Neighborhoods Tagged as: Shopping

Click here to see Blog Posts tagged as: Shopping
  • (Manhattan)

    Home to NYC’s contemporary art scene, Chelsea‘s streets are lined with galleries, studios and trendy apartments. Spanning below 28th Street and above 14th Street, from Broadway to the Hudson River, Chelsea changes character even within its boundaries. To the far west is the High Line, the elevated park that attracts plenty of neighborhood locals as well as tourists. Look towards 23rd street for the prominent Chelsea galleries, like Barbara Gladstone and the Gagosian. Pop into galleries on Thursday evenings for openings that often include free wine and even “meet and greets” with the...

  • (Manhattan)

    Manhattan’s Chinatown is a thriving ethnic district, home to many generations of Chinese and Chinese American families as well as plenty of residents without Chinese heritage, but an appreciation for the neighborhood. While Chinatown is bustling in the daytime, most neighborhood establishments close by 9 p.m., fairly early by New York standards, making it a quiet residential area. Chinatown, a warren of little, winding streets, is bounded by Broadway on the West, Rutgers and Essex Streets on the East, Madison and Worth Streets on the South and Broome, Grand and Canal Streets on the North....

  • (Manhattan)

    "The Manhattan neighborhood takes it name from one of the world's most recognizable buildings, the wedge-shaped masterpiece designed by Daniel Burnham that dominated the New York City skyline when the early skyscraper was completed in 1902. While the footprint of the building resembles an antique cast-iron clothes iron, the surrounding neighborhood is a compact rectangle centered around Madison Square Park. The blocks north of Union Square, east of Chelsea and west of Gramercy Park weren't even a residential neighborhood until the 1980s when legacy clothing and toy factories began makeovers...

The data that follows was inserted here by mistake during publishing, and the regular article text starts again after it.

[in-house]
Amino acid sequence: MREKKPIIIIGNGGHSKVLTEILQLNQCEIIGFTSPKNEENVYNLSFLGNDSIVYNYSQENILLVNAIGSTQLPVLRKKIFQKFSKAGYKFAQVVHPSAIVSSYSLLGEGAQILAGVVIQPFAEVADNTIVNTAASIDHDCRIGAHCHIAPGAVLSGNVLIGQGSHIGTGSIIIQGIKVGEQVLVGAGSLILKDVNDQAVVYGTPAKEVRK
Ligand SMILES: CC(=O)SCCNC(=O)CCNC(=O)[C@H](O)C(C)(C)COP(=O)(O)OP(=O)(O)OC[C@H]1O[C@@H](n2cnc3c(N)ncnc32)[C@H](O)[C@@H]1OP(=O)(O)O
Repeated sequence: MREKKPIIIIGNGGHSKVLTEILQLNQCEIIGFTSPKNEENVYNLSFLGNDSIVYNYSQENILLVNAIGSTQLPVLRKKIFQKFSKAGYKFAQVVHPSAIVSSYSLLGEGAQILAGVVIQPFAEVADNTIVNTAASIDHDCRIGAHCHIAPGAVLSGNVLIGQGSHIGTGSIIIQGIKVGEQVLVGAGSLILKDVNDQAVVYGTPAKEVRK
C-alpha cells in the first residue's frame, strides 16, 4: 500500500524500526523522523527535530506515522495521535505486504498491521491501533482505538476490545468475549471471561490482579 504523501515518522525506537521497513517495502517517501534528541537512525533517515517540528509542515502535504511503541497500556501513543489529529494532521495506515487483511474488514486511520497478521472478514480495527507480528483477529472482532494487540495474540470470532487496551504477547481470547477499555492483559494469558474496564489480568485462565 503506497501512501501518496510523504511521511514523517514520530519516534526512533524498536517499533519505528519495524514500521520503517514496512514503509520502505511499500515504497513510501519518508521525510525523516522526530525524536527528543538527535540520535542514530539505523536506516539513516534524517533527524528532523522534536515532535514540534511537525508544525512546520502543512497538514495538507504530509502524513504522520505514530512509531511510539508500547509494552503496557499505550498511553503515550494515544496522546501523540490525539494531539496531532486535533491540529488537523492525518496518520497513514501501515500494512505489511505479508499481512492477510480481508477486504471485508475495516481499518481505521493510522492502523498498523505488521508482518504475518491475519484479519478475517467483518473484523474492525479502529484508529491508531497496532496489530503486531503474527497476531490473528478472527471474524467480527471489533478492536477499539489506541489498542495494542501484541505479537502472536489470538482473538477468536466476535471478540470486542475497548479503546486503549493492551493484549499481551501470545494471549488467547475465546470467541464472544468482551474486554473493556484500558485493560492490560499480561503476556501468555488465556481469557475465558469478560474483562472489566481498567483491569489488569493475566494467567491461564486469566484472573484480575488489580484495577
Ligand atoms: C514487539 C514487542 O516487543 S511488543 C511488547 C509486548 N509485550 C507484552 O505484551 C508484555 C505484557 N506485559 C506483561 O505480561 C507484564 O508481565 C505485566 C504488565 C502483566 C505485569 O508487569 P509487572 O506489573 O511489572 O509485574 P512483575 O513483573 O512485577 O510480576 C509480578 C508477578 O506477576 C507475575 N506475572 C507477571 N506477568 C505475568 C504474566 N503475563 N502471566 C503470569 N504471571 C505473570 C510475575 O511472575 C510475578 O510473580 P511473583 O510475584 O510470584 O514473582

• (Manhattan)

    "Charming tree-lined, curvy streets and hundred-plus year old townhouses define the west side of West Village. Home to celebrities, mega-millionaires and NYU students West Village is a hub of culture and excitement. West Village is home to plenty of boutiques and cute cafes, giving the quaint area an almost European vibe. Strolls down Bleecker Street or Hudson Street offer great window-shopping! Walk all the way west to the Hudson River, where plenty of public green space is available for exercise or relaxation. Stonewall Inn on Christopher Street is home to the birth of the gay rights mov...